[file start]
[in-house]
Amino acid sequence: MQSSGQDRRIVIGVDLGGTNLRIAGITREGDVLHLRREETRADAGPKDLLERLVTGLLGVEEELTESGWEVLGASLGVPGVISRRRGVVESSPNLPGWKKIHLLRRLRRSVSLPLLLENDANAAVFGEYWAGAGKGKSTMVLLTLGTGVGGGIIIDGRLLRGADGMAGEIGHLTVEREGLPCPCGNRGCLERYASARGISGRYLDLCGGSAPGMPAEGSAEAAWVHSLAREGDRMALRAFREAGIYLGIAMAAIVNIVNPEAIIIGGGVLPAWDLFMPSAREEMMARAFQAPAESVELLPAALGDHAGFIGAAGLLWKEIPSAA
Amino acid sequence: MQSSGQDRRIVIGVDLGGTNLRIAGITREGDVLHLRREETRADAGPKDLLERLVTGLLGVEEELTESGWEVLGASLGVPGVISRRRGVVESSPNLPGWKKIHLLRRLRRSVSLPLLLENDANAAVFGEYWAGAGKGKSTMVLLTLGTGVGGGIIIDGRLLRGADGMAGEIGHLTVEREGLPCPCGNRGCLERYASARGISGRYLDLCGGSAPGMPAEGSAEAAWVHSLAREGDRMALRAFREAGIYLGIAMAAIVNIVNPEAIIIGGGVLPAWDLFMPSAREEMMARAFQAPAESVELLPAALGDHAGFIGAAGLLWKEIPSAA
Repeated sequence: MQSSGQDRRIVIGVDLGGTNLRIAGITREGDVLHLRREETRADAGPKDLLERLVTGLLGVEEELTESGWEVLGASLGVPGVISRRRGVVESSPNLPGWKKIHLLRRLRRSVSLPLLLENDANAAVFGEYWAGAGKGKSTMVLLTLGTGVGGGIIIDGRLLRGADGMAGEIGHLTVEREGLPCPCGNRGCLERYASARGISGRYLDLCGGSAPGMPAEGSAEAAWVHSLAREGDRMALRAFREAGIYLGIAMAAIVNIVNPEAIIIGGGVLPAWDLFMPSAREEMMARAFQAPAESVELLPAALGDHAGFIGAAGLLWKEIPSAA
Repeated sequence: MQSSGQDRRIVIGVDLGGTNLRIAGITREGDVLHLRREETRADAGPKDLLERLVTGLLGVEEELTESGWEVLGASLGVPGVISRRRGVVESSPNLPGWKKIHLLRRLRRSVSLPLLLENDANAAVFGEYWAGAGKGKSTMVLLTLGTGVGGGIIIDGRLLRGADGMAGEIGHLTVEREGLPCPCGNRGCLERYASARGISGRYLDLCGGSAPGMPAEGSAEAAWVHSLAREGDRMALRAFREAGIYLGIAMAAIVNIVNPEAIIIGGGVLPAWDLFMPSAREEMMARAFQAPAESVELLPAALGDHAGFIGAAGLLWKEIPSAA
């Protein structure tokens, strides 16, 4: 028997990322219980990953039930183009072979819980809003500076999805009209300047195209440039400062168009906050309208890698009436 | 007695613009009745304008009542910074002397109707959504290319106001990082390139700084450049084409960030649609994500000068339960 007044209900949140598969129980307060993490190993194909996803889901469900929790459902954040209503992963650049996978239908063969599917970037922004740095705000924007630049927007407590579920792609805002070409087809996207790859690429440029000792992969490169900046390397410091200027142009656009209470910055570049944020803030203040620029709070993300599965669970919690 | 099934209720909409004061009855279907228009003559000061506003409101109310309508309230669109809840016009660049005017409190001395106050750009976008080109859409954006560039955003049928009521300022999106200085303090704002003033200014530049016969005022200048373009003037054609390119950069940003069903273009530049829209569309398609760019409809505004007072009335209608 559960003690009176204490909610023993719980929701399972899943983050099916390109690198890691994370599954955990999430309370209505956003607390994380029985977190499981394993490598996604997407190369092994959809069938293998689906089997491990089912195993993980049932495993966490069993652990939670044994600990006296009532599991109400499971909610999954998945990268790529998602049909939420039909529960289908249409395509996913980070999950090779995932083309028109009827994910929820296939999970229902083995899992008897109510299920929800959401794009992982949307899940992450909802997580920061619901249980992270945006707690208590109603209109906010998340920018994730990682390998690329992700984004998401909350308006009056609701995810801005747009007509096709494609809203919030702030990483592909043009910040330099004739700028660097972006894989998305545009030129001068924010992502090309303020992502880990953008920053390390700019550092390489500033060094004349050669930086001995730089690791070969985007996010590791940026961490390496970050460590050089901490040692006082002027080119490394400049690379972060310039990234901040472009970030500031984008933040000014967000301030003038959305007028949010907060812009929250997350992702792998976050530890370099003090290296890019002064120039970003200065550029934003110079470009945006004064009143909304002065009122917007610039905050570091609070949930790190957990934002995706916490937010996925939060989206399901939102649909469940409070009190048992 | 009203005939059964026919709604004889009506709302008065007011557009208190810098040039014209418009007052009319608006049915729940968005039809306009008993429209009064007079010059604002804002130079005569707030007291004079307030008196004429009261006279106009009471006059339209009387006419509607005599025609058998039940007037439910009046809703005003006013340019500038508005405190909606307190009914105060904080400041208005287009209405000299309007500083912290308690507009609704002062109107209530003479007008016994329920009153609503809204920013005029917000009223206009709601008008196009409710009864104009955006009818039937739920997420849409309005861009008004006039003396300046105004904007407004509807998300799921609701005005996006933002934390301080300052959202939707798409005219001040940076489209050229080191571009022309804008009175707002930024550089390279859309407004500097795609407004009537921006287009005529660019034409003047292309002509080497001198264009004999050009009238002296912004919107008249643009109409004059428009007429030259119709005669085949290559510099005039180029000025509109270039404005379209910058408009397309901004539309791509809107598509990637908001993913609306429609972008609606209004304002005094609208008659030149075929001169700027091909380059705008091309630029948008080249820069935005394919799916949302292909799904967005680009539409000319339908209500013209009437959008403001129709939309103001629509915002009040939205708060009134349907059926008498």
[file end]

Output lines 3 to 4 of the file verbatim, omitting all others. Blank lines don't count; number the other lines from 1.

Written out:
Amino acid sequence: MQSSGQDRRIVIGVDLGGTNLRIAGITREGDVLHLRREETRADAGPKDLLERLVTGLLGVEEELTESGWEVLGASLGVPGVISRRRGVVESSPNLPGWKKIHLLRRLRRSVSLPLLLENDANAAVFGEYWAGAGKGKSTMVLLTLGTGVGGGIIIDGRLLRGADGMAGEIGHLTVEREGLPCPCGNRGCLERYASARGISGRYLDLCGGSAPGMPAEGSAEAAWVHSLAREGDRMALRAFREAGIYLGIAMAAIVNIVNPEAIIIGGGVLPAWDLFMPSAREEMMARAFQAPAESVELLPAALGDHAGFIGAAGLLWKEIPSAA
Repeated sequence: MQSSGQDRRIVIGVDLGGTNLRIAGITREGDVLHLRREETRADAGPKDLLERLVTGLLGVEEELTESGWEVLGASLGVPGVISRRRGVVESSPNLPGWKKIHLLRRLRRSVSLPLLLENDANAAVFGEYWAGAGKGKSTMVLLTLGTGVGGGIIIDGRLLRGADGMAGEIGHLTVEREGLPCPCGNRGCLERYASARGISGRYLDLCGGSAPGMPAEGSAEAAWVHSLAREGDRMALRAFREAGIYLGIAMAAIVNIVNPEAIIIGGGVLPAWDLFMPSAREEMMARAFQAPAESVELLPAALGDHAGFIGAAGLLWKEIPSAA